Thursday, 23 August 2012


       The above statement was taken literally from Hang Tuah’s famous quotes “Takkan Melayu Hilang di Dunia" or "Malays will never vanish from the face of the earth". The quote is a famous rallying cry for Malay nationalism. Hang Tuah (Jawi:هڠ تواه) is the legendary Malay warrior who lived during the reign of Sultan Mansur Shah of the Sultanate of Malacca in the 15th century. He was the greatest of all the laksamana, or sultan's admirals, and was known to be a ferocious fighter. Hang Tuah is held in the highest regard, even in present-day Malaysian Malay culture, and is arguably the most well-known and illustrious warrior figure in Malaysian history and literature. From this famous quote, lets us explore the Malays that survive out of Malay territory.
A bronze mural of Hang Tuah with Ta' Melayu Hilang Di-Dunia written at the top. Exhibited at the National History Museum, Kuala Lumpur, Malaysia
       Cape Malay community is an ethnic group or community in South Africa. It takes its name from the Western Cape in South Africa and they are Javanese from Maritime Southeast Asia now known as Indonesia and substantially some are Malays from Malacca~Dutch area. Members of the community are the archipelago slave sent by the Dutch East India Company. They were political dissidents and Muslim religious leaders who objected to the presence of the Dutch in Indonesia and the present exile. Beginning in 1654, the resistor is imprisoned or in exile in South Africa by the Dutch East India Company, who discovered and their present use Cape Town as a resupply station for ships traveling between Europe and Asia. The origins of this migration can be traced to early in the sixteenth century when, at the end of Indonesia's Majapahit Kingdom. They were the first who introduced Islam to South Africa. One prominent figure among the exiles, or Orang Cayen (Men of Repute), who resisted the Dutch occupation of the East Indies, was Sheikh Yusuf al-taj alkhalwatial-Maqasari. Credited with having brought Islam to South Africa, Sheikh Yusuf was born in 1626 in Goa on the island of Celebes (today known as Sulawesi).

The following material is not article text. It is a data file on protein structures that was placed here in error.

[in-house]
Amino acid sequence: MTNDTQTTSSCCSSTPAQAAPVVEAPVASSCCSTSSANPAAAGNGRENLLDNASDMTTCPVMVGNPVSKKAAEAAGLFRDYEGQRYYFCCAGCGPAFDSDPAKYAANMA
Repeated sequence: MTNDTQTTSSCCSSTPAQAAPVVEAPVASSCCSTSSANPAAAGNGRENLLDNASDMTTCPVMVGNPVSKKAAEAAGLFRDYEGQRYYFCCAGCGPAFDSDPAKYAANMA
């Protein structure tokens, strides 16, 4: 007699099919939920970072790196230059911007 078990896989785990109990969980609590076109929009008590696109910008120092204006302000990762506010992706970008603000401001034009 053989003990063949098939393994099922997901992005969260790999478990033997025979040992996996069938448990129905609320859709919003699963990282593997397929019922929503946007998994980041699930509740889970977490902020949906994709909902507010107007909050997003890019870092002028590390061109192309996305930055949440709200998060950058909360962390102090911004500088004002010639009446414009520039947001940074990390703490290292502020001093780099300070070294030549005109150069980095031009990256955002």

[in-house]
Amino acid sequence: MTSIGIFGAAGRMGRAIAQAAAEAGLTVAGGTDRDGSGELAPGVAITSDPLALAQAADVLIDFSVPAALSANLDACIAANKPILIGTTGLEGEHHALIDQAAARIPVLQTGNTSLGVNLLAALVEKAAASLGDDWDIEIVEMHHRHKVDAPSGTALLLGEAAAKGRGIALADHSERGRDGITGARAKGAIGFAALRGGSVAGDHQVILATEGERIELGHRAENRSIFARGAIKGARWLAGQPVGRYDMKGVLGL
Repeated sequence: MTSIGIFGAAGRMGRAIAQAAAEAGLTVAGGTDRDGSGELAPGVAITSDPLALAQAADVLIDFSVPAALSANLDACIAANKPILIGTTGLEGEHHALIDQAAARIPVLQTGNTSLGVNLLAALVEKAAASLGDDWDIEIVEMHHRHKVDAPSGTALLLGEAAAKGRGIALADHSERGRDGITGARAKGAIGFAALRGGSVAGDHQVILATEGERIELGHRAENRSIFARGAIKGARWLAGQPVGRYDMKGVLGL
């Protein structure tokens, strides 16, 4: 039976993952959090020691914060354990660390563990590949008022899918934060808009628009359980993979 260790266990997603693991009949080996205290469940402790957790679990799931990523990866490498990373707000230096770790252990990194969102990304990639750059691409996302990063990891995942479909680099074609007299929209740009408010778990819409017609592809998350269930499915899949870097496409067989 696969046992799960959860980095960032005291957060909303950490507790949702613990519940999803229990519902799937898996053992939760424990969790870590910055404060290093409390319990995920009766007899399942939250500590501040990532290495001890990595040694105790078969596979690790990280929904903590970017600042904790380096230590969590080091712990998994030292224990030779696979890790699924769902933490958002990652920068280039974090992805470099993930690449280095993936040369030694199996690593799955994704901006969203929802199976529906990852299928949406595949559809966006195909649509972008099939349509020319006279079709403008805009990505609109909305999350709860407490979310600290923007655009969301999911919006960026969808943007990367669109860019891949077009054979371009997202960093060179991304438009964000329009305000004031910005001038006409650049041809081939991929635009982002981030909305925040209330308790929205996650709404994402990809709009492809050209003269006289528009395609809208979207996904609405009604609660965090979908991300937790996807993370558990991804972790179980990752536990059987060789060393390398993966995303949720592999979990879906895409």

A potrait of Sheikh Yusuf
     Sheikh Yusuf was the son of Makassarese nobility, and the nephew of King Bissu of Goa. Sheikh Yusuf spent several years studying Arabic and traditional religious sciences in Mecca. He eventually returned to Banten, West Java, where he taught the Islamic doctrine of "Khalwatiyyah", which he had learned during his years spent in Mecca. He eventually joined forces with Sultan Ageng in his fight against the Dutch attempts to gain complete control of the Sultanates in the East Indies. In 1683, Sheikh Yusuf was captured and exiled to Ceylon and eventually brought to the Cape of Good Hope. On 2 April 1694, Sheikh Yusuf, together with 49 other Muslim exiles from the East Indies arrived at the Cape aboard the ship “de Voetboeg.”       
Old pictures of Cape Malays at Cape Town